I do not think the United States would come to an end if we lost our power to declare an Act of Congress void. I do think the Union would be imperiled if we could not make that declaration as to the laws of the several States.(1)
But it is time we came to realize that in a democracy conflict over basic policy cannot be avoided and that when too long delayed it may, like Langston Hughes' dream deferred, explode.(2)
Introduction: Past Congressional Acts and a New Proposal to
Limit congressional authority Under the Exceptions Clause
Throughout the twentieth century, fundamental changes in political power often have ushered in novel and hostile attacks on the federal judiciary's jurisdiction. From the Roosevelt court packing plan,(3) through numerous proposals during the Reagan years to limit federal court jurisdiction,(4) to the recently enacted Antiterrorism and Effective Death Penalty Act of 1996,(5) the federal courts - and particularly the Supreme Court - often have occupied the center of political power struggles.
With the 1994 "Republican revolution,"(6) dormant proposals to limit Supreme Court jurisdiction may have found new life.(7) In response to perceived abuses of the writ of habeas corpus, Congress enacted the Antiterorism Act to eliminate second or successive appeals of habeas applications to the Supreme Court.(8) Though rarely invoked during the history of the American republic, Congress exercised its Exceptions Clause power under Article III(9) to strip the Supreme Court of jurisdiction to hear appeals from lower court denials of second habeas petitions: "[T]he grant or denial of an authorization by a court of appeals to file a second or successive application shall not be appealable and shall not be the subject of a petition for rehearing or for a writ of certiorari."(10) In Felker v. Turpin, the Supreme Court resolved the legitimacy of the Act without addressing the constitutionality of the jurisdiction stripping provision.(11) Nonetheless, the Act presents grave questions about one of Congress's potentially greatest powers.
Habeas corpus, however, represents but one controversial issue that has divided the Court and Congress. While the Court's decision in Casey v. Planned Parenthood(12) may have temporarily resolved a constitutional legal question, the decision did nothing to quell the fervor with which many Americans approach the issue of abortion.(13) Moreover, Congress remains preoccupied with the Court's 1989 decision invalidating a Texas flag burning statute.(14) Its recent failure to pass a constitutional amendment(15) that would have reversed the Court's ruling may impel some members of Congress to seek alternative means of escaping the Court's rulings. Set within this new political climate, the saliency of abortion, death penalty appeals, and other controversial constitutional issues may renew congressional efforts to restrict the Supreme Court's appellate jurisdiction over these classes of cases.(16)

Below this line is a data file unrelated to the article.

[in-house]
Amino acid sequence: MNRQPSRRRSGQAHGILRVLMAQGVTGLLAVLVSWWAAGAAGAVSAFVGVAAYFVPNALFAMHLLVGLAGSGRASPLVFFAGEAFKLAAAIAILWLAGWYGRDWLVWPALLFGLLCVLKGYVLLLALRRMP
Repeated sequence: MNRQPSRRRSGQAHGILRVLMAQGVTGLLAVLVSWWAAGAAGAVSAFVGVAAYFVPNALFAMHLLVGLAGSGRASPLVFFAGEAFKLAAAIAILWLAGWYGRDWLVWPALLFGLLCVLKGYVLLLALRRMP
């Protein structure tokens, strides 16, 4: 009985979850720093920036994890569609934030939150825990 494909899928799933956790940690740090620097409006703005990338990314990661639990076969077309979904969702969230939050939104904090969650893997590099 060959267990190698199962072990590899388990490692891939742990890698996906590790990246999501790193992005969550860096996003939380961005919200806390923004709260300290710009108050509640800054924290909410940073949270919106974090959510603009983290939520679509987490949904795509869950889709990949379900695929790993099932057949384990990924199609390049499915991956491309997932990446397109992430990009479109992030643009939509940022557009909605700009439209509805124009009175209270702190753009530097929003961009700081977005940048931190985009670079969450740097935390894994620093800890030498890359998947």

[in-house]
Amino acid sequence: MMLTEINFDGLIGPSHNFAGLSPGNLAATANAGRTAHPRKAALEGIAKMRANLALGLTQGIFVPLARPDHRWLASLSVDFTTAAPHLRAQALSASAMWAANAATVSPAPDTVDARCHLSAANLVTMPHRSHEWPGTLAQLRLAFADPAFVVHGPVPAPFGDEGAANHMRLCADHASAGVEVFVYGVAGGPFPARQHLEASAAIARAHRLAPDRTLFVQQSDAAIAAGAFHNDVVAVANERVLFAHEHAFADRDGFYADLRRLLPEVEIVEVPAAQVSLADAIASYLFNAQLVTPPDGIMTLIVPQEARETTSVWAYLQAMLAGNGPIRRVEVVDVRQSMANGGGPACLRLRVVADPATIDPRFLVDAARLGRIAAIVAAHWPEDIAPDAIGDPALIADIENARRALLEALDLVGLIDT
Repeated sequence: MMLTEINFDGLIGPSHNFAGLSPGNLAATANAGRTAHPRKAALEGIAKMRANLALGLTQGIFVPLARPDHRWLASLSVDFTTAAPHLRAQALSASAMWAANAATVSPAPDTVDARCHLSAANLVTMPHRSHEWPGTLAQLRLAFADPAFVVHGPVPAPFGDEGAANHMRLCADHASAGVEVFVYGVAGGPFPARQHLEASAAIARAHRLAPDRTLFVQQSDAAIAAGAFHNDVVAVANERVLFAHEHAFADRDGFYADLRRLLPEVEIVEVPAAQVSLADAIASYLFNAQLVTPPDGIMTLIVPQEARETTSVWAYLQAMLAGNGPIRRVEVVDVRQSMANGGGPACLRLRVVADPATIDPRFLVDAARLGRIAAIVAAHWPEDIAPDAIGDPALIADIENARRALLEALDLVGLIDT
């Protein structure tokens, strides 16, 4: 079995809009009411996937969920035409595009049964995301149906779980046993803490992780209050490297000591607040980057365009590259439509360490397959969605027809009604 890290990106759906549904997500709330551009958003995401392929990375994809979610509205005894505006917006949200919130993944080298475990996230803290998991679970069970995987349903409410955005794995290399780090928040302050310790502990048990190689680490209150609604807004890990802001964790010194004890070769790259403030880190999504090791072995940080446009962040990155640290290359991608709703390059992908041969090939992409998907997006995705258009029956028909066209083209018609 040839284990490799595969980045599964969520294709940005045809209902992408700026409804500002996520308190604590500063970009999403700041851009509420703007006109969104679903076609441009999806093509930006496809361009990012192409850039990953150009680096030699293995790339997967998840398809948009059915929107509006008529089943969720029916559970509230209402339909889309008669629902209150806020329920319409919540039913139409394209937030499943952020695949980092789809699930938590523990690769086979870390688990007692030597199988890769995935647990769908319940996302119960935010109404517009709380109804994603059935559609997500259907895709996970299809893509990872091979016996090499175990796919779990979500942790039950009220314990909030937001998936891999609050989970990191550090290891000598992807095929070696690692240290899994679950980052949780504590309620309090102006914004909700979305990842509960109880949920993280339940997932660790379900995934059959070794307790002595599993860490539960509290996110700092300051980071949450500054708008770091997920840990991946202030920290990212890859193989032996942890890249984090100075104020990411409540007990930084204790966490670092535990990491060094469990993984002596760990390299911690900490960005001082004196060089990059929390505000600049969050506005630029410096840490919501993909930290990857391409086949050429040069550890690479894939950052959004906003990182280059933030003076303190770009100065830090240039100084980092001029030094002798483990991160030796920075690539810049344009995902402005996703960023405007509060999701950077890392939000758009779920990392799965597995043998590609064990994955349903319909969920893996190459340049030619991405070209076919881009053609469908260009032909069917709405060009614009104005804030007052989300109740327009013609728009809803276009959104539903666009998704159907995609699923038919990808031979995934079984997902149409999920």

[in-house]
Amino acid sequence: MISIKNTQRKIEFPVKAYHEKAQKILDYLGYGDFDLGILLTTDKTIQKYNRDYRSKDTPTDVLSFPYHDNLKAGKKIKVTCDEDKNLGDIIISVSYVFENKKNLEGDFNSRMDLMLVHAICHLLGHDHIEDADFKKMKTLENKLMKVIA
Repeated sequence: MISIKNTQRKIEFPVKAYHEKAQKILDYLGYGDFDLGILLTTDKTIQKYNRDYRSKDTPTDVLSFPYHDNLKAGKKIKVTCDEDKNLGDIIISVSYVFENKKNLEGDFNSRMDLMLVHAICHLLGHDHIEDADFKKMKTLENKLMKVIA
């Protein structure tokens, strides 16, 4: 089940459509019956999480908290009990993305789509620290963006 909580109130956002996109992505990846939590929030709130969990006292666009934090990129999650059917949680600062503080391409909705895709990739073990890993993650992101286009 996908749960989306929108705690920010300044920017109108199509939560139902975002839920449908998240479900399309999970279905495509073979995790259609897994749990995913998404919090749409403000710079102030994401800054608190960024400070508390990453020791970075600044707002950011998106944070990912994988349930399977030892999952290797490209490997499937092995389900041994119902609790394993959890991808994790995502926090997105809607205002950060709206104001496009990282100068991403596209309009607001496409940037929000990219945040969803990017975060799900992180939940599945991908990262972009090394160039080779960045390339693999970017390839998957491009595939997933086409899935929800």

In the end, the Felker decision may be a lot of sound and fury signifying nothing about the Exceptions Clause. Of far greater significance, however, is the simple fact that Congress mustered the political will to strip the Supreme Court of its appellate jurisdiction. Whether the Antiterrorism Act is an anomaly or a precursor to increasing attempts at jurisdiction stripping remains to be seen. This Note attempts to provide a principled theory that may be applied if Congress once again tests its Article III power.
In unqualified language, Article III of the Constitution provides that the "supreme Court shall have appellate Jurisdiction, both as to Law and Fact, with such Exceptions, and under such Regulations as the Congress shall make."(17) Scholars who have addressed this issue before have divided into two extremes: those who find Congress may act with plenary authority and those who would limit Congress's power so as not to intrude upon the Supreme Court's "essential functions."(18) Problems exist with both theories. The exceptional congressional power that the absolutists envision would undermine important constitutional structure. On the other hand, essential functions proponents are unable to reconcile their position with the literal language of Article III.(19) Yet there does exist common ground. All commentators recognize that Congress still must abide by "external" constitutional constraints. That is, generally applicable limitations on congressional lawmaking - equal protection and bill of attainder prohibitions, for example - do not vanish merely because Congress invokes its Exceptions Clause power.
This Note suggests new constraints on Congress's power to restrict the Court's appellate jurisdiction. The recent importance attached to the doctrine of political accountability provides a different set of limits on congressional power under Article III. In the administrative law context, when Congress seeks to impose controversial policy, it often passes vague laws that delegate to other entities the authority to prescribe substantive policy. Such policy delegation facilitates Congress's ability to pass divisive legislation. Congress's diminished accountability to the electorate has captured the concern of courts and commentators alike - leading many to conclude that unaccountable legislation is unconstitutional legislation.(20)